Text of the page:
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“I’m detail-oriented.”

No one’s going to say “I’m a total space cadet” or “I don’t sweat the small stuff.” But saying you’re detail-oriented has become such a cliche as to be totally meaningless (not least because so many recruiters see resumes that are riddled with spelling errors and cover letters personalized for the wrong company by applicants who claim to be “detail-oriented”). Again, show this by making sure that your cover letter and resume are free of basic grammar and spelling slip-ups.

You can also demonstrate your attention to detail by being specific in your discussion of what you do: Managed a staff of three interns; Served as liaison between lab group and department head; Spearheaded development of pay-per-click marketing campaigns for X, Y, and Z clients.

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“Duties:”

Don’t just list! Your resume needs to tell a story about you, not just rehash the job posting for your previous gig. Instead of making a simple list that begins with “duties” or “responsibilities include” (come on, you know that sounds like a total snoozefest), use active verbs to help convey the specific tasks you’ve accomplished on the job. Collaborated with internal team and external vendors to source products, implemented a new system for tracking leads, revamped corporate website to reflect new brand strategy.

Even if what you do isn’t terribly thrilling, using specific, active verbs can your resume stand out. (E.g., “Client communication” versus “Communicated with clients to ensure that targets were met and issues were promptly resolved.”)

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“I’m passionate about what I do.”

Are you? Though today many employers want an intense level of commitment (which is a whole other deal), there are limits to how “passionate” one can be about, say, a call center job. Likewise, if you’re just starting out and you’re applying for jobs that are in a wide range of fields, you probably don’t have a “passion” for each and every one of them. If you actually are into what you do, it should be conveyed not only by your cover letter and resume, but also by your web presence (and yes, you should assume that before you get an interview request, you’re going to be Googled).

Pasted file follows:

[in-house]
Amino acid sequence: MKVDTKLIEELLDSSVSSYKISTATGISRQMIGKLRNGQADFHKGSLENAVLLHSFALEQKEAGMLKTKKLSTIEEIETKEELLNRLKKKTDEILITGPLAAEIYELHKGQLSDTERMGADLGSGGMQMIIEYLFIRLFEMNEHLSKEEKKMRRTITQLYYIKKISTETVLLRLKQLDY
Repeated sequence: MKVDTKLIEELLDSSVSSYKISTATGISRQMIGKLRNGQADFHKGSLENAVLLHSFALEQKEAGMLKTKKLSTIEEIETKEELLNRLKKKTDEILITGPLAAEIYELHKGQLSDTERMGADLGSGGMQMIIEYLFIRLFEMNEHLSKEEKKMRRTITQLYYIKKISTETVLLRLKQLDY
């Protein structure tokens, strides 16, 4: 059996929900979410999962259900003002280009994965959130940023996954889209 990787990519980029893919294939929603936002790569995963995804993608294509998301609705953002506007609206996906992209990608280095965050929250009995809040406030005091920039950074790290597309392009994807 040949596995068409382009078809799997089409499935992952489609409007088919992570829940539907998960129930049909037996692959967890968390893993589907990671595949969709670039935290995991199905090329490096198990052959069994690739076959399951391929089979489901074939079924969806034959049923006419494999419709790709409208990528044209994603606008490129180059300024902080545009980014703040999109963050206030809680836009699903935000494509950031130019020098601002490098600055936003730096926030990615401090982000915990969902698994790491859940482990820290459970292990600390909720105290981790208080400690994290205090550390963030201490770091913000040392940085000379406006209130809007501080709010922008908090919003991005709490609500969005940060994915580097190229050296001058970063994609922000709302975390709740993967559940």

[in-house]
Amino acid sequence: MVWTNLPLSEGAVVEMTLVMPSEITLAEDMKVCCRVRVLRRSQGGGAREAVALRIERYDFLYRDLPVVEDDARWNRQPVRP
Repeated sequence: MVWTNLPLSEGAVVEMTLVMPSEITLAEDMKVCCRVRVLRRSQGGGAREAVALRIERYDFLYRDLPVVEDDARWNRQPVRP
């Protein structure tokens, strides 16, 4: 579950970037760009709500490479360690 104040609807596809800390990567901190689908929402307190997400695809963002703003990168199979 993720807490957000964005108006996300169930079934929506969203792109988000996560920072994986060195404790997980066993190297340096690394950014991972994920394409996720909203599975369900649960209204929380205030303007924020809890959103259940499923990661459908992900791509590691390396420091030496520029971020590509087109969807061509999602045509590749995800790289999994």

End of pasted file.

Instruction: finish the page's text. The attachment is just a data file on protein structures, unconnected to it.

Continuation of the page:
Your LinkedIn profile should obviously show that you’re excited about what you do, but ideally any other public profile (e.g., Twitter, which relatively few people have set to private) should reflect your interest and enthusiasm, at least a little. If it doesn’t, just leave “passionate” out of it. Otherwise, you’re just setting yourself up for an interview fail: “So, what makes you passionate about being an administrative assistant?” “Uhhhhhhhhh.” Don’t lay out anything in your cover letter or resume that you aren’t ready to answer for when you finally get that call.

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Image source: pixabay.com

Seven Tips for Communicating Data

Written by Lynn Gaertner-Johnston, Syntax Training

After you have worked hard to collect meaningful data, the big challenges are how and how much to communicate. Consider these tips when you work on your next report or presentation that includes data. 

  1. Focus first on your message, not on the numbers.
    When planning your communication, focus first on the big idea or points you want to make. Then incorporate the data that will help your audience understand and appreciate your points. Be sure your big idea gets center stage, not the numbers.
  2. Explain the data.
    Numbers mean nothing on their own. They need interpretation. Avoid asking readers or your audience to “review the attached spreadsheets.” Why should they review them? Which numbers should they pay attention to and why? What do the numbers indicate?
  3. Put data in context.
    Make it clear whether numbers are positive, negative, or neutral. If you tell a sales rep that she visited an average of six prospects per day, compare that number to the goal number of prospects. If a client walks 5500 steps in a day, state whether 5500 is the magic healthy number or only halfway there. If expenses are 18 percent over income, say why the reader should care. Explain that the account balance will be €0 by 2018 if nothing changes.
  4. Paint a picture with your numbers so people can see them.